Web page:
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A certaip music, never known before, Here lulld the pensive melancholy mind, Full easily obtain'd. Behoves no more, But side-long, to the gently-waving wind, To lay the well-tun'd instrument reclin'd; From which with airy flying fingers light, Beyond each mortal touch the most refin'd, The god of winds drew sounds of deep delight: Whence, with just cause, the Harp of Æolus it
hight. Ab me! what hand can touch the strings so fine? Who up the lofty diapason roll Such sweet, such sad, such solemn airs divine, Then let them down again into the soul? Now rising love they fann'd; now pleasing dole They breath'd, in tender musings, thro' the heart; And now a graver sacred strain they stole,
As when seraphic hands a hymn impart:
Near the pavilions where we slept, still ran
Yet the least entrance found they none at all; Whence sweeter grew our sleep,secure in massy hall.
And hither Morpheus sent his kindest dreams,
Ne could it e'er such melting forms display,
No, fair illusions ! artful phantoms, no !
Pour'd all th' Arabian heaven upon our nights, And bless'd them oft besides with more refin'd
delights. They were, in sooth, a most enchanting train, Ev'n feigning virtue ; skilful to unite With evil good, and strew with pleasure pain. But for those fiends whom blood and broils delight, Who hurl the wretch, as if to hell outright, Down,downblack gulphs,where sullen waters sleep, Or hold him clamb'ring all the fearful night On beetling cliffs, or pent in ruins deep; They, till due time should serve, were bid far hence
to keep. Ye guardian spirits, to whom man is dear, From these foul demons shield the midnightgloom : Angels of fancy and of love be near, And o'er the blank of sleep diffuse a bloom : Evoke the sacred shades of Greece and Rome, And let them virtue with a look impart: But chief, awhile, oh lend us from the tomb
Those long-lóst friends for whom in love we smart, And fill with pious awe and joy-mixt woe the heart.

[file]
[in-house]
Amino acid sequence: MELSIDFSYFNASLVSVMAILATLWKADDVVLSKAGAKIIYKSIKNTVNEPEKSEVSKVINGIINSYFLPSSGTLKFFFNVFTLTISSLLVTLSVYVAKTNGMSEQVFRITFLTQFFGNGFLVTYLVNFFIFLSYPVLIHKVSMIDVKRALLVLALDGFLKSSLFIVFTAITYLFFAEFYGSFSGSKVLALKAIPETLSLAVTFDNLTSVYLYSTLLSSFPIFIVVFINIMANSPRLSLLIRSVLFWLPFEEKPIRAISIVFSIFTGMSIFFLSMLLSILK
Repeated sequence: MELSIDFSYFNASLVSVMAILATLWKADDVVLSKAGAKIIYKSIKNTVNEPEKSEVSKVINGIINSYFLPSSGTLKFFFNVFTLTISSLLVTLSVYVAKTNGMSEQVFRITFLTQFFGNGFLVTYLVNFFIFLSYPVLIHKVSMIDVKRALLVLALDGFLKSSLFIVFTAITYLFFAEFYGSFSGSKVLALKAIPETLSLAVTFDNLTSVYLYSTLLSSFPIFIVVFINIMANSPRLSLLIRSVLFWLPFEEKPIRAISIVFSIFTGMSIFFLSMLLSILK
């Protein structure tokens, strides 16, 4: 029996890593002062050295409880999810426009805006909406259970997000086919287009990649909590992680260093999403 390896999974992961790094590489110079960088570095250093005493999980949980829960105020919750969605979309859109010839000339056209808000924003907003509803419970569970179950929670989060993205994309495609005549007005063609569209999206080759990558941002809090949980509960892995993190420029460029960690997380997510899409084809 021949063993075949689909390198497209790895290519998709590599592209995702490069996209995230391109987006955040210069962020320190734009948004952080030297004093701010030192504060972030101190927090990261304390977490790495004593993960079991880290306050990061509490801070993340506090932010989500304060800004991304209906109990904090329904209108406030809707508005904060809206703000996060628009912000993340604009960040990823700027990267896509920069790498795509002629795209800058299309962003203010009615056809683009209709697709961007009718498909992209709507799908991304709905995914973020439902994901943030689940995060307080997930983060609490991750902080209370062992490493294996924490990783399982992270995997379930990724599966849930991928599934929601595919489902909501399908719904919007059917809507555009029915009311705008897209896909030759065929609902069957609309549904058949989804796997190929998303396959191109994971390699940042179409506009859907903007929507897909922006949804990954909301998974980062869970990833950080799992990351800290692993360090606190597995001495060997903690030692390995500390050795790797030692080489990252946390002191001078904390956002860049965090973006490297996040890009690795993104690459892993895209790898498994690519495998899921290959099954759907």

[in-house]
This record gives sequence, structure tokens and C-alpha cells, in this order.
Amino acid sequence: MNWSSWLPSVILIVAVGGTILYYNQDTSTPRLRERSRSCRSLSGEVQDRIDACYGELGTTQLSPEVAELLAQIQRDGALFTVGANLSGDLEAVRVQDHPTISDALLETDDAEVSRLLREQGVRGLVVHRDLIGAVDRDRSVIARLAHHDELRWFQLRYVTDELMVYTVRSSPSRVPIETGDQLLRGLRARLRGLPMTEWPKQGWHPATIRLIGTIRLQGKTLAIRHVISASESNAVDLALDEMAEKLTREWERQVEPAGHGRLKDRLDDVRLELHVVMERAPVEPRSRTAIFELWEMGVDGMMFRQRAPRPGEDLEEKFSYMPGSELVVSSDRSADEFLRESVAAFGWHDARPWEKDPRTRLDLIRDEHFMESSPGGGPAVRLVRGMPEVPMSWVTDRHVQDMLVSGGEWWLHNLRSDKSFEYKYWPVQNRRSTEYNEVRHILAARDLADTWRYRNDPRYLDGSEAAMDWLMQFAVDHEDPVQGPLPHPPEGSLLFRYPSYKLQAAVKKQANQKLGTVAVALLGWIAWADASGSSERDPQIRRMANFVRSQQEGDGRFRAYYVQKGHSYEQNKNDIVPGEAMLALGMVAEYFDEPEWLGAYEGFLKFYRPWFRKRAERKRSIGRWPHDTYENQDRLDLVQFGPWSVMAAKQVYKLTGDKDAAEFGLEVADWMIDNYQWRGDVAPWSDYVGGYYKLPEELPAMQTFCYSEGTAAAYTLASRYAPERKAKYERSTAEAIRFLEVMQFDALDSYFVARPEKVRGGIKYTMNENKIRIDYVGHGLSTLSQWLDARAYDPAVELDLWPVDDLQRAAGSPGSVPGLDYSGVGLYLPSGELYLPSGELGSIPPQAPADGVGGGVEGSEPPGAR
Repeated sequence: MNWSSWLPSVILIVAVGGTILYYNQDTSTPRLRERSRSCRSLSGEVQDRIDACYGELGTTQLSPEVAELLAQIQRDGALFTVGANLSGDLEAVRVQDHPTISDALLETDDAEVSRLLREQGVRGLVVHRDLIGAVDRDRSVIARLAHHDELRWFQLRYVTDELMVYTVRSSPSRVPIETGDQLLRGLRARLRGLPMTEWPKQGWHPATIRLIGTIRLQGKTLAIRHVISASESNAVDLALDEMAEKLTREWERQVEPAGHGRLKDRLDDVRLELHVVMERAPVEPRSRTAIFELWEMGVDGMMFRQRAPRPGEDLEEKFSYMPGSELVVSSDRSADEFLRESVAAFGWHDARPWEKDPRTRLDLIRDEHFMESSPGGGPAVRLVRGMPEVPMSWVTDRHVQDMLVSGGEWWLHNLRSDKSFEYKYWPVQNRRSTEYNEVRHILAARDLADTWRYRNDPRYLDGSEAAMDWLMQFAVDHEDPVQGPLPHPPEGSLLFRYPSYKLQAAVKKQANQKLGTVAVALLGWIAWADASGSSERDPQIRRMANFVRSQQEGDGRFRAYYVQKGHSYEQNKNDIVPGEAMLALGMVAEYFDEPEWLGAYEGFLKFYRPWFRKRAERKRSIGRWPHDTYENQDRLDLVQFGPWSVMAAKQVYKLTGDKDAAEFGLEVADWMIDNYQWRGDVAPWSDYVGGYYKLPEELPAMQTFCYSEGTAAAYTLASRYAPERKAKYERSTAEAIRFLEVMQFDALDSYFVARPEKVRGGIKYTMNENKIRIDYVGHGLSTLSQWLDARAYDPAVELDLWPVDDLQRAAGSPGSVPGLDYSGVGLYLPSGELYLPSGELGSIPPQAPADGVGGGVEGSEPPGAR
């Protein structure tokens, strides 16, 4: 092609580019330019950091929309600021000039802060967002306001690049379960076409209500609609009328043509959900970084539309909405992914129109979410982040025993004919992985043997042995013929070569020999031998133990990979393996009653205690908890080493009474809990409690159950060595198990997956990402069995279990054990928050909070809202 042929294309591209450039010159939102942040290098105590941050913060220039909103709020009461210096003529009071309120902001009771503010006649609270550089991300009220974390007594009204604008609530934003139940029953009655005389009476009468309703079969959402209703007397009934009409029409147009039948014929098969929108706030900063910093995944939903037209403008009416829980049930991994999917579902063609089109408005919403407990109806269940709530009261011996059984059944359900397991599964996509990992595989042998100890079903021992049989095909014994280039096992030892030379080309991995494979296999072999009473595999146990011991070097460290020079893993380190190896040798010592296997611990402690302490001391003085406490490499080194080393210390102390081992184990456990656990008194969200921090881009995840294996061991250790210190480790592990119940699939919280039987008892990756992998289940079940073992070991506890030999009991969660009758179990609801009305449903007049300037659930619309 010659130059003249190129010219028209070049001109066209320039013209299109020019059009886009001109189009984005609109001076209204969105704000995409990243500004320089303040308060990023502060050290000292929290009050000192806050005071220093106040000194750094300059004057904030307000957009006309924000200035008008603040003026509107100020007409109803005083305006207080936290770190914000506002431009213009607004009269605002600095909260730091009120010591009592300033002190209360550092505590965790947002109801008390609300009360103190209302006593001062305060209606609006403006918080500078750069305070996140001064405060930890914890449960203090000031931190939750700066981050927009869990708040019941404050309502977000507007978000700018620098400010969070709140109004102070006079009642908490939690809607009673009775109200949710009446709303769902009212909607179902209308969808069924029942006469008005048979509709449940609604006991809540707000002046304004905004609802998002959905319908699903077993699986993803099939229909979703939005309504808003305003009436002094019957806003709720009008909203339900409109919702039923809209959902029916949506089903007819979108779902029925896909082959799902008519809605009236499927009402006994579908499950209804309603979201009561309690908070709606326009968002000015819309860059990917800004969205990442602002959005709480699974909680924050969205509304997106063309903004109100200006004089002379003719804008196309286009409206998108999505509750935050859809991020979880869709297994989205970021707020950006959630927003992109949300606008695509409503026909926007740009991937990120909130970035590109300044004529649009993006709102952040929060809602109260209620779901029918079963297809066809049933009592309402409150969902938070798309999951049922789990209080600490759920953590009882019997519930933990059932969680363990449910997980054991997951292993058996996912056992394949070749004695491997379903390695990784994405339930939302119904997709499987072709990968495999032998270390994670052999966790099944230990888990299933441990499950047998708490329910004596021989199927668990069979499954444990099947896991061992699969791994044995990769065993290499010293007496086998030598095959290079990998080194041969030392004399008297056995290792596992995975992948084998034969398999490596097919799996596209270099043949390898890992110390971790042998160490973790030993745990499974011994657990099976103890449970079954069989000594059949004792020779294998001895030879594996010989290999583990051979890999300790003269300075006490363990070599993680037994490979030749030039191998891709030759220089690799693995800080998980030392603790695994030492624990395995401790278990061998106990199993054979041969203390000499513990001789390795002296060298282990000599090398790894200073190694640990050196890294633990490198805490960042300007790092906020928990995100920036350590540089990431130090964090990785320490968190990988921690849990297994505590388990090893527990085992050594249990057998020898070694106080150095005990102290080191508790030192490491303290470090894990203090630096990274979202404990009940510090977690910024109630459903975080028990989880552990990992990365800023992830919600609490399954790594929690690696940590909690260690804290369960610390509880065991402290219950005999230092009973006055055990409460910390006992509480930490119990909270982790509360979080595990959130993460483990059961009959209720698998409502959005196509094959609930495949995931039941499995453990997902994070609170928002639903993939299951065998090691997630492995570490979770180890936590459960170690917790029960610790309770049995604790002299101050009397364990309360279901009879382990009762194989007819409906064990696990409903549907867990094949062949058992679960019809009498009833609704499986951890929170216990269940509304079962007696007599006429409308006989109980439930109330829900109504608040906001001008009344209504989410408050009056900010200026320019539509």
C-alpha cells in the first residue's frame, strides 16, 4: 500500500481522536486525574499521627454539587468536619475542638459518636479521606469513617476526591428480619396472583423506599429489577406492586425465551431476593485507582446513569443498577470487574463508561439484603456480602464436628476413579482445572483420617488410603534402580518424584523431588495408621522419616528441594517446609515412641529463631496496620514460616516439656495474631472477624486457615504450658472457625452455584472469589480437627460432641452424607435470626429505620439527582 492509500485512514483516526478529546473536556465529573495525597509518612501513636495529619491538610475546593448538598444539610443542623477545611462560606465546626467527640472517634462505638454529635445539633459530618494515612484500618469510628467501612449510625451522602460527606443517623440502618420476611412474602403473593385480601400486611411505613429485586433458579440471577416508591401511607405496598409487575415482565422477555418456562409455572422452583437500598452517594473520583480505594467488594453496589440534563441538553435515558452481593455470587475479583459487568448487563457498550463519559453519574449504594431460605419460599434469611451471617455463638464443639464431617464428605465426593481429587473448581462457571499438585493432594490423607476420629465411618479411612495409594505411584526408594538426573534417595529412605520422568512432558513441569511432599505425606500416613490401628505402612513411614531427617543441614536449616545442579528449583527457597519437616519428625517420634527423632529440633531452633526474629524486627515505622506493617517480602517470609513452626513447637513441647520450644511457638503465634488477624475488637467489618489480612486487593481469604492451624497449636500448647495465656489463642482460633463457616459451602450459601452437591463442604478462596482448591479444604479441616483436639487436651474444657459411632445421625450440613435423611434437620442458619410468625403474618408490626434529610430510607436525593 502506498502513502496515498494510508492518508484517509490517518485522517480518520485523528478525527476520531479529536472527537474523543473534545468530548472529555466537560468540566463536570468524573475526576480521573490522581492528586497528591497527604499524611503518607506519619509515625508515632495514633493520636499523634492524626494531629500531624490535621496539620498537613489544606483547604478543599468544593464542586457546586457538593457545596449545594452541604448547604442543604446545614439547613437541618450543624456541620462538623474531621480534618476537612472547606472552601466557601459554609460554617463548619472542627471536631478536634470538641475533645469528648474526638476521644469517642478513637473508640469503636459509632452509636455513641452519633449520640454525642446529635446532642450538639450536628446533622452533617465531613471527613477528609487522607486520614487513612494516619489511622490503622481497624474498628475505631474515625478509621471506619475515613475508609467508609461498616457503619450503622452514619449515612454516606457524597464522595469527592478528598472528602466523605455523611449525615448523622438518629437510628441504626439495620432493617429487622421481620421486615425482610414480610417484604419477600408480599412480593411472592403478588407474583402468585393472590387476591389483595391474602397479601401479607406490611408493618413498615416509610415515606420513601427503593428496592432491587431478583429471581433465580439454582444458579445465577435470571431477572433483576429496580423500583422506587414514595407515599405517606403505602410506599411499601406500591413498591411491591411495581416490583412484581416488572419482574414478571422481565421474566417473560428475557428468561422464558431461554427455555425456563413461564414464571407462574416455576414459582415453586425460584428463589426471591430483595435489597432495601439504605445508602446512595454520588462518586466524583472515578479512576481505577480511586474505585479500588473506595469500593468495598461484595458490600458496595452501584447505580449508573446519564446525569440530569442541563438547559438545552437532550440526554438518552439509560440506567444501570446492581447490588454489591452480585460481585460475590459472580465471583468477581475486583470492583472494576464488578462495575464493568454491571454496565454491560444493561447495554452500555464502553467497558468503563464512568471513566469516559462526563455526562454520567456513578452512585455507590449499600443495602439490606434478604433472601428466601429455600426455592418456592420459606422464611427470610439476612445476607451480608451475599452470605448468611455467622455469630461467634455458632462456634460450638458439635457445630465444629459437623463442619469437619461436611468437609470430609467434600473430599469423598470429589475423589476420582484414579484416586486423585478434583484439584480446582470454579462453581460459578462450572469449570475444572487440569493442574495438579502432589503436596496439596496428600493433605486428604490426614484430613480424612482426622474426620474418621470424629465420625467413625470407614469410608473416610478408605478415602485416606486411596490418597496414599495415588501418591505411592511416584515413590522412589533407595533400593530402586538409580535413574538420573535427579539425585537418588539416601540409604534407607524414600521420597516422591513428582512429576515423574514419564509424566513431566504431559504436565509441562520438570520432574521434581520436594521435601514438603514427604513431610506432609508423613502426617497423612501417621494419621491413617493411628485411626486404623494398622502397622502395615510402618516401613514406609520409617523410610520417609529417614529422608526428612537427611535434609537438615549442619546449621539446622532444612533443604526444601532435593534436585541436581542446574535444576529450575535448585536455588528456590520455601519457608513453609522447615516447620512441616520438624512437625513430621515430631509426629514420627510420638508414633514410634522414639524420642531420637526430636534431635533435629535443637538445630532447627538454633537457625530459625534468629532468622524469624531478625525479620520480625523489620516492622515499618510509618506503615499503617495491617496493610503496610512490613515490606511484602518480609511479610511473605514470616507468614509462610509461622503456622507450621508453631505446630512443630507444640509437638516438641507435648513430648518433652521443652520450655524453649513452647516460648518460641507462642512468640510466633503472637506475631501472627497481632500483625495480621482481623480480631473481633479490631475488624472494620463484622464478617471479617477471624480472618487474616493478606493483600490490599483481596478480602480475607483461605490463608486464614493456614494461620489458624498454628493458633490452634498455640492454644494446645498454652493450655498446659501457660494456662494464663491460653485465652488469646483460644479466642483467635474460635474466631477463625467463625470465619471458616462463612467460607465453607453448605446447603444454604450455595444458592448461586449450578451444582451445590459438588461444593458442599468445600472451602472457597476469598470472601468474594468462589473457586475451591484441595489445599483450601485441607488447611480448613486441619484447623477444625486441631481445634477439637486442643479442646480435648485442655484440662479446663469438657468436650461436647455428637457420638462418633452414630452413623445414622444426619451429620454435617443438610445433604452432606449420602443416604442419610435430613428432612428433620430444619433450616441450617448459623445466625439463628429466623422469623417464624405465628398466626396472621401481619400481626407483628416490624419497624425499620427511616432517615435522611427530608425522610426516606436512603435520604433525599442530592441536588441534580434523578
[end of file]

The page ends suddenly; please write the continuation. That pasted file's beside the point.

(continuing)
Or, are you sportive ? Bid the morn of youth
Of the wild brooks !-But, fondly wand'ring wide, My Muse, resume the task that yet doth thee abide.
One great amusement of our household was,
Or which obtain'd the caitiffs dare not taste : When nothing is enjoy'd, can there be greater waste?
Of Vanity the mirror this was call'd.
Ne of its rigor will he bate a jot,
Straight from the filth of this low grub, behold!
His father's ghost from limbo-lake, the while, Sees this, which more damuation does upon him pile.
This globe pourtray'd the race of learned men,
Praised to be when you can hear no more,
store. Then would a splendid city rise to view, With carts, and cars, and coaches roaring all. Wide pour'd abroad behold the giddy crew: See how they dash along from wall to wall ! At ev'ry door, hark, how they thund'ring call! Good Lord ! what can this giddy rout excite? Why on each other with fell tooth to fall;
A neighbour's fortune, fame, or peace to blight, And make new tiresome parties for the coming night! The puzzling sons of party next appear'd, In dark cabals and nightly juntos met; And now they whisper'd close,now shrugging rear'd The important shoulder; then, as if to get New light, their twinkling eyes were inward set. No sooner Lucifer recals affairs, Than forth they various rush in mighty fret! When, lo! push'd up to pow'r, and crown'd their
cares, In comes another set, and kicketh them down stairs, But what most shew'd the vanity of life, Was to behold the nations all on fire, In cruel broils engag'd, and deadly strife: Most Christian kings, enflam'd by black desire, With honourable ruffians in their hire, Cause war to rage, and blood around to pour : of this sad work when each begins to tire,
They sit them down just where they were before, Till for new scenes of woe peace shall their force
To number up the thousands dwelling here,
For place or pension, laid in decent row;
Of all the gentle tenants of the place,
Of the fine stores he nothing would impart, Which or boon nature gave, or nature-painting art.
To noon-tide shades incontinent he ran, Where purls the brook with sleep-inviting sound. Or when Dan Sol to slope his wheels began, Amid the broom he bask'd him on the ground, Where the wild thyme and camomoil are found: There would he linger, till the latest ray Of light sat trembling on the welkin's bound; Then homeward thro' the twilight shadows stray, Sauntering and slow. So had he passed many a day.
Yet not in thoughtless slumber were they past:
Ten thousand great ideas fill'd his mind;